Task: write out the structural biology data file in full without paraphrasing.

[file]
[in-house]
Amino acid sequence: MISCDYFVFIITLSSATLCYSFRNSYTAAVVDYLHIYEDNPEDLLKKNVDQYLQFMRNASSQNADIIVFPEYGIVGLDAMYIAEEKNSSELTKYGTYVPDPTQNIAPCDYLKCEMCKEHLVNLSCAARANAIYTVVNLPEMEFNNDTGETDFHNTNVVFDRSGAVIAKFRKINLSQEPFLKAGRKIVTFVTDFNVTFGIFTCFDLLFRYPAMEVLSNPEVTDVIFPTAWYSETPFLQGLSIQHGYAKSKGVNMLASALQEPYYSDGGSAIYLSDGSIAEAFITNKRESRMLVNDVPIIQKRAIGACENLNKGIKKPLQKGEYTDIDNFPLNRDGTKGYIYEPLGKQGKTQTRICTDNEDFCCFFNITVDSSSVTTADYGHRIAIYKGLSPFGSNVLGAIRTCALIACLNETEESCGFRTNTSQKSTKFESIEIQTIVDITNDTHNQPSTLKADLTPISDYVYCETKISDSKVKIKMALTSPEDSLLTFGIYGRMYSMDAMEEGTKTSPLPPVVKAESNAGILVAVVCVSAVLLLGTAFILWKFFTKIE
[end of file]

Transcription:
[in-house]
Amino acid sequence: MISCDYFVFIITLSSATLCYSFRNSYTAAVVDYLHIYEDNPEDLLKKNVDQYLQFMRNASSQNADIIVFPEYGIVGLDAMYIAEEKNSSELTKYGTYVPDPTQNIAPCDYLKCEMCKEHLVNLSCAARANAIYTVVNLPEMEFNNDTGETDFHNTNVVFDRSGAVIAKFRKINLSQEPFLKAGRKIVTFVTDFNVTFGIFTCFDLLFRYPAMEVLSNPEVTDVIFPTAWYSETPFLQGLSIQHGYAKSKGVNMLASALQEPYYSDGGSAIYLSDGSIAEAFITNKRESRMLVNDVPIIQKRAIGACENLNKGIKKPLQKGEYTDIDNFPLNRDGTKGYIYEPLGKQGKTQTRICTDNEDFCCFFNITVDSSSVTTADYGHRIAIYKGLSPFGSNVLGAIRTCALIACLNETEESCGFRTNTSQKSTKFESIEIQTIVDITNDTHNQPSTLKADLTPISDYVYCETKISDSKVKIKMALTSPEDSLLTFGIYGRMYSMDAMEEGTKTSPLPPVVKAESNAGILVAVVCVSAVLLLGTAFILWKFFTKIE